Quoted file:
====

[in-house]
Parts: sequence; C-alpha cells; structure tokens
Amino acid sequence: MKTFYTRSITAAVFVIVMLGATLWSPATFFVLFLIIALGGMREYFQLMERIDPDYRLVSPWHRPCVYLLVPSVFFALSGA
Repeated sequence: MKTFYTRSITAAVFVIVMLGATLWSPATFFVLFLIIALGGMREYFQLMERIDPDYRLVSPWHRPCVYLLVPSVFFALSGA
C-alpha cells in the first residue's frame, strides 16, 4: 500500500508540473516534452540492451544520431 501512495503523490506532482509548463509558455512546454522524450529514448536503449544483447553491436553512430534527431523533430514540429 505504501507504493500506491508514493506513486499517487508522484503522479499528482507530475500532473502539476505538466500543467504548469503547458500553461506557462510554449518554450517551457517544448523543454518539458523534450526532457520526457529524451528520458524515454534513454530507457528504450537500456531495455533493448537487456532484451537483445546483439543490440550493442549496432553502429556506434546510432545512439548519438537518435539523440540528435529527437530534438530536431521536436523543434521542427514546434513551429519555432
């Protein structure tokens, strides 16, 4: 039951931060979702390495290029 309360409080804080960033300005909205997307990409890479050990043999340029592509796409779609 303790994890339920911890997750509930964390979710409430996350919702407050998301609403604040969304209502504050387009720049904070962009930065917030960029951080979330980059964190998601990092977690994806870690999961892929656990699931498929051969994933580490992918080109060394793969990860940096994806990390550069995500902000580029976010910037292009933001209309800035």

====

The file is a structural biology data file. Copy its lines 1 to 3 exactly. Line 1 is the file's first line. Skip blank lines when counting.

[in-house]
Parts: sequence; C-alpha cells; structure tokens
Amino acid sequence: MKTFYTRSITAAVFVIVMLGATLWSPATFFVLFLIIALGGMREYFQLMERIDPDYRLVSPWHRPCVYLLVPSVFFALSGA